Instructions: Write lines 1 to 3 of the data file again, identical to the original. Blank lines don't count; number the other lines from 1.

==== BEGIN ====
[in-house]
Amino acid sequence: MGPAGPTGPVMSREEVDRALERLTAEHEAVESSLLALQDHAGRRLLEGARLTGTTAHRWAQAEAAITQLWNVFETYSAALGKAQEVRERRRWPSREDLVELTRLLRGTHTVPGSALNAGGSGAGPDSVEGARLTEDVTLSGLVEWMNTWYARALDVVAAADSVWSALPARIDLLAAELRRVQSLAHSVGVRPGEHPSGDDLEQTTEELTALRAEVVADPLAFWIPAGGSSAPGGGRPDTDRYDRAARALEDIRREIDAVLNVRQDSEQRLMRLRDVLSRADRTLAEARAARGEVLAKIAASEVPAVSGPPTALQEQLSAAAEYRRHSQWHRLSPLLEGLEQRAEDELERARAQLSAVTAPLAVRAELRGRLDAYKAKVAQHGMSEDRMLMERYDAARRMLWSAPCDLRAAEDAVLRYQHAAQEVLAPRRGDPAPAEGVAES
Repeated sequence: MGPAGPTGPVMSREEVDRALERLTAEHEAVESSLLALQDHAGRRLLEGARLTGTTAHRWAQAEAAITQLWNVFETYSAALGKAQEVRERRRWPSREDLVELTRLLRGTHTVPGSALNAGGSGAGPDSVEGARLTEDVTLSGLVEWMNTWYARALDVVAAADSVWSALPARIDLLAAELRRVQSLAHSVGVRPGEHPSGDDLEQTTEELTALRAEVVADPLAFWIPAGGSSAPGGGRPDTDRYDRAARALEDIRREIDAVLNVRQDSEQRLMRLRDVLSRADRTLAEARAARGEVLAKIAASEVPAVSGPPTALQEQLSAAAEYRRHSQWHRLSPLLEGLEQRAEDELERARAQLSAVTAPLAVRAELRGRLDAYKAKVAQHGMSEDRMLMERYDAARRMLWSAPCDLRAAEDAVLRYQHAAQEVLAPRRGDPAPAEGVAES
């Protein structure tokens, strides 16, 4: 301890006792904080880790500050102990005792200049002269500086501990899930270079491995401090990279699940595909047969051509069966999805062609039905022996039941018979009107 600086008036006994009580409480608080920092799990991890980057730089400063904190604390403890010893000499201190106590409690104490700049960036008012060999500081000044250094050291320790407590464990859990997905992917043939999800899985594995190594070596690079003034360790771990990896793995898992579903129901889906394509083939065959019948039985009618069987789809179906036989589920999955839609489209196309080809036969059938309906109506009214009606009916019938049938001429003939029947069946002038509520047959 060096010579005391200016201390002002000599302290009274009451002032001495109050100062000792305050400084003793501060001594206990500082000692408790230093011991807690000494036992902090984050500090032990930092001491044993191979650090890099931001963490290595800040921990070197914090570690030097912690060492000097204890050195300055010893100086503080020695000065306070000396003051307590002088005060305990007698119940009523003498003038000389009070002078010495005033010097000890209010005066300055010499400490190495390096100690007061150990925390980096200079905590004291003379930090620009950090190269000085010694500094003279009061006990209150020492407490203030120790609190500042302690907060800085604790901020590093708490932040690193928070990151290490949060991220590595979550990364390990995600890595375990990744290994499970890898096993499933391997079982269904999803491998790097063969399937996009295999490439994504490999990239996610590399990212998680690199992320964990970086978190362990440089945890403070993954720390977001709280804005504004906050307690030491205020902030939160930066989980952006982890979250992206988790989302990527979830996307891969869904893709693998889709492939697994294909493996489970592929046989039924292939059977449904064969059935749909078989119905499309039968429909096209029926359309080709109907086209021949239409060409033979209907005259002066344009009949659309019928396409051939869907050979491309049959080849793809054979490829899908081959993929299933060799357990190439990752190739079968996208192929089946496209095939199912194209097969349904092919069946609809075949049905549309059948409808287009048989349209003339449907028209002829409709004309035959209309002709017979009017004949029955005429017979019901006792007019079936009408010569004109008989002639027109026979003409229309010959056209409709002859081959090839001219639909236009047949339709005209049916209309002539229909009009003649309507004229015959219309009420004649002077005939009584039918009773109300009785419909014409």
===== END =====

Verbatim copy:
[in-house]
Amino acid sequence: MGPAGPTGPVMSREEVDRALERLTAEHEAVESSLLALQDHAGRRLLEGARLTGTTAHRWAQAEAAITQLWNVFETYSAALGKAQEVRERRRWPSREDLVELTRLLRGTHTVPGSALNAGGSGAGPDSVEGARLTEDVTLSGLVEWMNTWYARALDVVAAADSVWSALPARIDLLAAELRRVQSLAHSVGVRPGEHPSGDDLEQTTEELTALRAEVVADPLAFWIPAGGSSAPGGGRPDTDRYDRAARALEDIRREIDAVLNVRQDSEQRLMRLRDVLSRADRTLAEARAARGEVLAKIAASEVPAVSGPPTALQEQLSAAAEYRRHSQWHRLSPLLEGLEQRAEDELERARAQLSAVTAPLAVRAELRGRLDAYKAKVAQHGMSEDRMLMERYDAARRMLWSAPCDLRAAEDAVLRYQHAAQEVLAPRRGDPAPAEGVAES
Repeated sequence: MGPAGPTGPVMSREEVDRALERLTAEHEAVESSLLALQDHAGRRLLEGARLTGTTAHRWAQAEAAITQLWNVFETYSAALGKAQEVRERRRWPSREDLVELTRLLRGTHTVPGSALNAGGSGAGPDSVEGARLTEDVTLSGLVEWMNTWYARALDVVAAADSVWSALPARIDLLAAELRRVQSLAHSVGVRPGEHPSGDDLEQTTEELTALRAEVVADPLAFWIPAGGSSAPGGGRPDTDRYDRAARALEDIRREIDAVLNVRQDSEQRLMRLRDVLSRADRTLAEARAARGEVLAKIAASEVPAVSGPPTALQEQLSAAAEYRRHSQWHRLSPLLEGLEQRAEDELERARAQLSAVTAPLAVRAELRGRLDAYKAKVAQHGMSEDRMLMERYDAARRMLWSAPCDLRAAEDAVLRYQHAAQEVLAPRRGDPAPAEGVAES